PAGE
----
Renée Richard, a mother of three precocious teens, has always been interested in the self-development of girls and women; leading her to dedicate her life to the development and education of women and girls in disadvantaged communities. After completing a Bachelor of Science degree at the USC, Marshall School of Business, Renée spearheaded the creation of a women’s mentoring program at Procter & Gamble, her first employer. Soon, the program gained national attention, and P&G realized the effect formal mentoring had on its diverse sales force.
After giving birth to three children, two boys and a girl, Renée wondered how working parents and especially single mothers managed it all: work, education, cultural experiences and providing great role models to their children. Renée accepted the challenge of creating an organization that could help parents meet this need and fill the gap of the large amount of girls of color being underserved. In 2003, Renée’s vision came to realization through the founding of Cinnamongirl, Inc. (CGI).
Renée has received several awards for her work with CGI including: a Jefferson Award on behalf of KGO (Channel 5), All-star Award from AT&T and SF Giants Community, a Benjamin Travis Community Service Award from the Charles Houston Bar Association and recognition from the cities of Oakland and San Francisco. She has expertise in gender based mentoring, group mentoring and developing relationships with girls. She is considered an expert on girls mentoring programs and has been a guest speaker for both teen and professional engagements.
In addition to being CGI’s executive director and founder, Renée serves as a member of the Board of Directors. She lives in Northern California with her three children, Julien, attending the University of Michigan; Joshua, attending Bentley School in Lafayette, and Jayla, attending Head Royce School in Oakland.
Christyl Wilson attended the University of San Francisco, where she earned her bachelor’s degree in Psychology, with minors in Child Development and African American studies. During her tenure at USF, Christyl began working with Cinnamongirl as an Intern and then as Program Manager. Upon graduating, Christyl joined Teach For America to continue in her effort to make a difference in the lives of children. In her role as an elementary school educator for 3 years, she helped to close the achievement gap for elementary school students in South Atlanta. With an even greater passion for positive African American youth development, Christyl decided to attend Georgia State University, where she is currently pursuing a PhD in Developmental Psychology. Her primary research interest is in the psychosocial development of children and ado-lescents who are socioeconomically disadvantaged. Christyl’s involvement with Cinna-mongirl is fueled by a desire to see young women of color realize their full potential and overcome obstacles inherent in our society.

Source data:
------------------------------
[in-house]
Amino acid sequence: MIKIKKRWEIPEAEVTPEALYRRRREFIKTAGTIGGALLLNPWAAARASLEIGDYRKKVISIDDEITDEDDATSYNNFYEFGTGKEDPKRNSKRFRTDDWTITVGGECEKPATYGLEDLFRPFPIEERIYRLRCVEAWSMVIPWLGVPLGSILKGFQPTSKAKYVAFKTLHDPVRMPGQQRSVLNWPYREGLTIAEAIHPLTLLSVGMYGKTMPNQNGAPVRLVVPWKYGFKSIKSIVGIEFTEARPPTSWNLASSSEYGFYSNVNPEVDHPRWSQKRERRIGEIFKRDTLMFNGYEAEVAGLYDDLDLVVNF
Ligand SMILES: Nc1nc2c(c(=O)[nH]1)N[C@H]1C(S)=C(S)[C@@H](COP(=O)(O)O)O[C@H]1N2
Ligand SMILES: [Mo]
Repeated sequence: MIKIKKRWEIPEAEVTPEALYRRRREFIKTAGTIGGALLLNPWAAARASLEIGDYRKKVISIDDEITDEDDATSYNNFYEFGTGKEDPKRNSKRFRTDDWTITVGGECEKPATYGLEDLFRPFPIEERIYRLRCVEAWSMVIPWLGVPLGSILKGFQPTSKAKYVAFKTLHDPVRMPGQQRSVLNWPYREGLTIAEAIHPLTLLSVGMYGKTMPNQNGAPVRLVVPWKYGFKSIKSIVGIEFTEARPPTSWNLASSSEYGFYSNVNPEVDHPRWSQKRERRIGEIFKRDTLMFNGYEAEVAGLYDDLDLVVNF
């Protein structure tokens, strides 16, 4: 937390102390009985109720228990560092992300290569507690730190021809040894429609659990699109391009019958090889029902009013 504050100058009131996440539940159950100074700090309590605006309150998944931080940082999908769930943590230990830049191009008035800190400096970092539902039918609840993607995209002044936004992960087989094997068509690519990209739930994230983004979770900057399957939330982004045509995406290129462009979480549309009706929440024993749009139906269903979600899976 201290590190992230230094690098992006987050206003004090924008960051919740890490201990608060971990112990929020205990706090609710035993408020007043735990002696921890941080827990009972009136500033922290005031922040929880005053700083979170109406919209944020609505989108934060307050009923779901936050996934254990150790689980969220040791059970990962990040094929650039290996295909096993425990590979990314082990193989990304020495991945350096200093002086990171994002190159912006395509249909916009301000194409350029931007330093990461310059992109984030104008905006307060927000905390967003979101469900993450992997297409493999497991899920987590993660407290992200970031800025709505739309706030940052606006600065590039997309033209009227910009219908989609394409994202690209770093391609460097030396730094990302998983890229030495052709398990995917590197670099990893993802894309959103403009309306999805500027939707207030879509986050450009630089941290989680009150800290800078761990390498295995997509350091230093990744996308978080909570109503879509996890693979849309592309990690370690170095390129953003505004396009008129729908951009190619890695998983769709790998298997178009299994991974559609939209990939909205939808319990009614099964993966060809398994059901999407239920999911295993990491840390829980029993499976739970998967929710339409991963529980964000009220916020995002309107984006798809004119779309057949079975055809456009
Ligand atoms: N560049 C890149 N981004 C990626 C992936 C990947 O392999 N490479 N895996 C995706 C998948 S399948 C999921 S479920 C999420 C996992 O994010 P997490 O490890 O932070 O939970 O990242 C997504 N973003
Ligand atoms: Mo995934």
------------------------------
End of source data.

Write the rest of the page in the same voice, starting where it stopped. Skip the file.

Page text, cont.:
Jasmin Griggs is a junior majoring in Chemistry at Wellesley College. Before her senior year of high school at the Head-Royce School in Oakland, Jasmin had no intention of going to a women’s college and definitely did not identify as a feminist. However, taking the senior class “Women’s Literature” inspired her to seek out opportunities to support and collaborate with other female students. She credits the experiences that she has had in college for motivating her to become more assertive and explore aca-demic and extracurricular interests that had previously intimidated her. Jasmin is ex-cited to graduate in May of 2016, and she hopes to pursue a career in medicine.